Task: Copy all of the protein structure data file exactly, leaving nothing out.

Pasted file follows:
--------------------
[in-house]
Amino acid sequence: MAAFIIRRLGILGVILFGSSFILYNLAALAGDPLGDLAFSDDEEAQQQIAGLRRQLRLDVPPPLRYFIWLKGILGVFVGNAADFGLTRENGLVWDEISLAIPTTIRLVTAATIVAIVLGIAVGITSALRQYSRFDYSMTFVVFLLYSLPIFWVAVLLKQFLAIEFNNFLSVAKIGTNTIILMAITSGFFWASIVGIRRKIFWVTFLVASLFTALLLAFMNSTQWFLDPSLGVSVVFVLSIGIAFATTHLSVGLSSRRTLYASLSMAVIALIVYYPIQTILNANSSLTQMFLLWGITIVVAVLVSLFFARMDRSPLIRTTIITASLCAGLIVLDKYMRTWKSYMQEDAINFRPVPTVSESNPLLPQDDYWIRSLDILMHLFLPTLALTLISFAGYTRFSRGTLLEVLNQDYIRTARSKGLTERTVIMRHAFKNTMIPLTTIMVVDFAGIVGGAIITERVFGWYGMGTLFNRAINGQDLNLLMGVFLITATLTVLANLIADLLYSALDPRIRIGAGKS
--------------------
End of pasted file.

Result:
[in-house]
Amino acid sequence: MAAFIIRRLGILGVILFGSSFILYNLAALAGDPLGDLAFSDDEEAQQQIAGLRRQLRLDVPPPLRYFIWLKGILGVFVGNAADFGLTRENGLVWDEISLAIPTTIRLVTAATIVAIVLGIAVGITSALRQYSRFDYSMTFVVFLLYSLPIFWVAVLLKQFLAIEFNNFLSVAKIGTNTIILMAITSGFFWASIVGIRRKIFWVTFLVASLFTALLLAFMNSTQWFLDPSLGVSVVFVLSIGIAFATTHLSVGLSSRRTLYASLSMAVIALIVYYPIQTILNANSSLTQMFLLWGITIVVAVLVSLFFARMDRSPLIRTTIITASLCAGLIVLDKYMRTWKSYMQEDAINFRPVPTVSESNPLLPQDDYWIRSLDILMHLFLPTLALTLISFAGYTRFSRGTLLEVLNQDYIRTARSKGLTERTVIMRHAFKNTMIPLTTIMVVDFAGIVGGAIITERVFGWYGMGTLFNRAINGQDLNLLMGVFLITATLTVLANLIADLLYSALDPRIRIGAGKS